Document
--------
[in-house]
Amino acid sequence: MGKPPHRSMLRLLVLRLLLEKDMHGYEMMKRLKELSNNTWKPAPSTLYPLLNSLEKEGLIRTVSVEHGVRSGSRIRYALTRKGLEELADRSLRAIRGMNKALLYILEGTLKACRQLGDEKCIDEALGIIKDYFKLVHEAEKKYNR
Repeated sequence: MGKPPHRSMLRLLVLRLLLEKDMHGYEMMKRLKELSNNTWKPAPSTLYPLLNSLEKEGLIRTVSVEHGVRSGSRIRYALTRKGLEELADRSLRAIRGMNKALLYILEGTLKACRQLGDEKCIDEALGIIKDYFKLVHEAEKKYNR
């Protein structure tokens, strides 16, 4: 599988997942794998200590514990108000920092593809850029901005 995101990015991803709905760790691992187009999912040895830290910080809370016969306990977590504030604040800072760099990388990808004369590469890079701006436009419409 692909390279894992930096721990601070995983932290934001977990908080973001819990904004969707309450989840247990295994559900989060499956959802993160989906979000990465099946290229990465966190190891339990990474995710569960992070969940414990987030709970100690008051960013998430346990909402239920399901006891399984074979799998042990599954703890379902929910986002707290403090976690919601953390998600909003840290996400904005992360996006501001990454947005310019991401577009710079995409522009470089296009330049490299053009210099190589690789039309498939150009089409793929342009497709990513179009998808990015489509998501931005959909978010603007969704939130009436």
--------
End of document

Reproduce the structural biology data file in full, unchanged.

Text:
[in-house]
Amino acid sequence: MGKPPHRSMLRLLVLRLLLEKDMHGYEMMKRLKELSNNTWKPAPSTLYPLLNSLEKEGLIRTVSVEHGVRSGSRIRYALTRKGLEELADRSLRAIRGMNKALLYILEGTLKACRQLGDEKCIDEALGIIKDYFKLVHEAEKKYNR
Repeated sequence: MGKPPHRSMLRLLVLRLLLEKDMHGYEMMKRLKELSNNTWKPAPSTLYPLLNSLEKEGLIRTVSVEHGVRSGSRIRYALTRKGLEELADRSLRAIRGMNKALLYILEGTLKACRQLGDEKCIDEALGIIKDYFKLVHEAEKKYNR
């Protein structure tokens, strides 16, 4: 599988997942794998200590514990108000920092593809850029901005 995101990015991803709905760790691992187009999912040895830290910080809370016969306990977590504030604040800072760099990388990808004369590469890079701006436009419409 692909390279894992930096721990601070995983932290934001977990908080973001819990904004969707309450989840247990295994559900989060499956959802993160989906979000990465099946290229990465966190190891339990990474995710569960992070969940414990987030709970100690008051960013998430346990909402239920399901006891399984074979799998042990599954703890379902929910986002707290403090976690919601953390998600909003840290996400904005992360996006501001990454947005310019991401577009710079995409522009470089296009330049490299053009210099190589690789039309498939150009089409793929342009497709990513179009998808990015489509998501931005959909978010603007969704939130009436």